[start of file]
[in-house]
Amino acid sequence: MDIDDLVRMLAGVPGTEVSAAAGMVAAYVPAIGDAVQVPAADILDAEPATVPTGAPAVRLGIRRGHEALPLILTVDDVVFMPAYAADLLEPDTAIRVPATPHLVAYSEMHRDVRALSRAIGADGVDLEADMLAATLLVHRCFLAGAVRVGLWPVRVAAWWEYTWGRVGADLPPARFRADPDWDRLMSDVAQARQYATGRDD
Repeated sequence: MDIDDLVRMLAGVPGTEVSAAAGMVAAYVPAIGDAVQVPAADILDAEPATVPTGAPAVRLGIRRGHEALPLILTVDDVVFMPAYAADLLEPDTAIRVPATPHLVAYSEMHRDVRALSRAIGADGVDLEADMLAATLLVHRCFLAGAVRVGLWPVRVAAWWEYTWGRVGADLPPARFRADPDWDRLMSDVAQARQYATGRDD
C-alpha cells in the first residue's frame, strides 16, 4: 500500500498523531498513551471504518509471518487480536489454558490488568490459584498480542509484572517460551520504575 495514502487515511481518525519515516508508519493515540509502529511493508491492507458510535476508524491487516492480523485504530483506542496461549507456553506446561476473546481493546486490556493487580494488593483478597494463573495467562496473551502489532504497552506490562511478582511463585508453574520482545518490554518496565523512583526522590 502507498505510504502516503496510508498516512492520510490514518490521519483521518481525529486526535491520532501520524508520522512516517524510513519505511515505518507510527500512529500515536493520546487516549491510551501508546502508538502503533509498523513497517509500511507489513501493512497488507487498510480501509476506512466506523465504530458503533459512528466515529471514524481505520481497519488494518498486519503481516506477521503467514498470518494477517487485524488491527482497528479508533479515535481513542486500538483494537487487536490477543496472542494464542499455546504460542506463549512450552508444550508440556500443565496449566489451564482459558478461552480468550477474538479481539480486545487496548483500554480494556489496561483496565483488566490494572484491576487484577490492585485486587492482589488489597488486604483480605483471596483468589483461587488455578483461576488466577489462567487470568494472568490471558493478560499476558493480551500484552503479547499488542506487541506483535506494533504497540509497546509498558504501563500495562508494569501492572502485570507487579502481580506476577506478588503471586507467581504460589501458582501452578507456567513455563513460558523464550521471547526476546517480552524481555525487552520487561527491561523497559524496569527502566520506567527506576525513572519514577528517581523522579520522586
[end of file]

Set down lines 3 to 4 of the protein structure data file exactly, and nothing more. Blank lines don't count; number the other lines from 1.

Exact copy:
Repeated sequence: MDIDDLVRMLAGVPGTEVSAAAGMVAAYVPAIGDAVQVPAADILDAEPATVPTGAPAVRLGIRRGHEALPLILTVDDVVFMPAYAADLLEPDTAIRVPATPHLVAYSEMHRDVRALSRAIGADGVDLEADMLAATLLVHRCFLAGAVRVGLWPVRVAAWWEYTWGRVGADLPPARFRADPDWDRLMSDVAQARQYATGRDD
C-alpha cells in the first residue's frame, strides 16, 4: 500500500498523531498513551471504518509471518487480536489454558490488568490459584498480542509484572517460551520504575 495514502487515511481518525519515516508508519493515540509502529511493508491492507458510535476508524491487516492480523485504530483506542496461549507456553506446561476473546481493546486490556493487580494488593483478597494463573495467562496473551502489532504497552506490562511478582511463585508453574520482545518490554518496565523512583526522590 502507498505510504502516503496510508498516512492520510490514518490521519483521518481525529486526535491520532501520524508520522512516517524510513519505511515505518507510527500512529500515536493520546487516549491510551501508546502508538502503533509498523513497517509500511507489513501493512497488507487498510480501509476506512466506523465504530458503533459512528466515529471514524481505520481497519488494518498486519503481516506477521503467514498470518494477517487485524488491527482497528479508533479515535481513542486500538483494537487487536490477543496472542494464542499455546504460542506463549512450552508444550508440556500443565496449566489451564482459558478461552480468550477474538479481539480486545487496548483500554480494556489496561483496565483488566490494572484491576487484577490492585485486587492482589488489597488486604483480605483471596483468589483461587488455578483461576488466577489462567487470568494472568490471558493478560499476558493480551500484552503479547499488542506487541506483535506494533504497540509497546509498558504501563500495562508494569501492572502485570507487579502481580506476577506478588503471586507467581504460589501458582501452578507456567513455563513460558523464550521471547526476546517480552524481555525487552520487561527491561523497559524496569527502566520506567527506576525513572519514577528517581523522579520522586